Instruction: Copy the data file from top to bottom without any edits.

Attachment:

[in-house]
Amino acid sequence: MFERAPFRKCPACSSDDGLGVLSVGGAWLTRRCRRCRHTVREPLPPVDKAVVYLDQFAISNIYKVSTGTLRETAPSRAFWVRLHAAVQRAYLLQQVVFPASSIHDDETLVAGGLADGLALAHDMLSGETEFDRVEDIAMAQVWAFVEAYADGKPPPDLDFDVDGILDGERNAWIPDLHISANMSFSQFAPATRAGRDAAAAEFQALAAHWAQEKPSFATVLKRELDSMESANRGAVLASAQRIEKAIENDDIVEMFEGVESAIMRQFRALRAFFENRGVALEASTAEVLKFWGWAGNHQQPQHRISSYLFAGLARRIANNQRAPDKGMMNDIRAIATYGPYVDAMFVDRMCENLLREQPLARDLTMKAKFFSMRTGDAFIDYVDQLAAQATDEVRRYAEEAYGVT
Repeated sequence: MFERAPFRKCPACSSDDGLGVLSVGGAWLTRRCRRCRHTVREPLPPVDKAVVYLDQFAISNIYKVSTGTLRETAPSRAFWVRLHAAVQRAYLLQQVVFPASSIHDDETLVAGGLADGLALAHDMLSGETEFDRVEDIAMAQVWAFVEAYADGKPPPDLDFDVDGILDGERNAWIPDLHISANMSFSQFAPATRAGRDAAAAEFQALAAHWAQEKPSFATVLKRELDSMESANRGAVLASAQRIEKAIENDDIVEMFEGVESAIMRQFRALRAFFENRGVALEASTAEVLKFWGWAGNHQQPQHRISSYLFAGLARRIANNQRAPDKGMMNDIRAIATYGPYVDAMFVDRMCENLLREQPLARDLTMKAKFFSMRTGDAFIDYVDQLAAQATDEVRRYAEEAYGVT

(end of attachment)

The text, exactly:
[in-house]
Amino acid sequence: MFERAPFRKCPACSSDDGLGVLSVGGAWLTRRCRRCRHTVREPLPPVDKAVVYLDQFAISNIYKVSTGTLRETAPSRAFWVRLHAAVQRAYLLQQVVFPASSIHDDETLVAGGLADGLALAHDMLSGETEFDRVEDIAMAQVWAFVEAYADGKPPPDLDFDVDGILDGERNAWIPDLHISANMSFSQFAPATRAGRDAAAAEFQALAAHWAQEKPSFATVLKRELDSMESANRGAVLASAQRIEKAIENDDIVEMFEGVESAIMRQFRALRAFFENRGVALEASTAEVLKFWGWAGNHQQPQHRISSYLFAGLARRIANNQRAPDKGMMNDIRAIATYGPYVDAMFVDRMCENLLREQPLARDLTMKAKFFSMRTGDAFIDYVDQLAAQATDEVRRYAEEAYGVT
Repeated sequence: MFERAPFRKCPACSSDDGLGVLSVGGAWLTRRCRRCRHTVREPLPPVDKAVVYLDQFAISNIYKVSTGTLRETAPSRAFWVRLHAAVQRAYLLQQVVFPASSIHDDETLVAGGLADGLALAHDMLSGETEFDRVEDIAMAQVWAFVEAYADGKPPPDLDFDVDGILDGERNAWIPDLHISANMSFSQFAPATRAGRDAAAAEFQALAAHWAQEKPSFATVLKRELDSMESANRGAVLASAQRIEKAIENDDIVEMFEGVESAIMRQFRALRAFFENRGVALEASTAEVLKFWGWAGNHQQPQHRISSYLFAGLARRIANNQRAPDKGMMNDIRAIATYGPYVDAMFVDRMCENLLREQPLARDLTMKAKFFSMRTGDAFIDYVDQLAAQATDEVRRYAEEAYGVT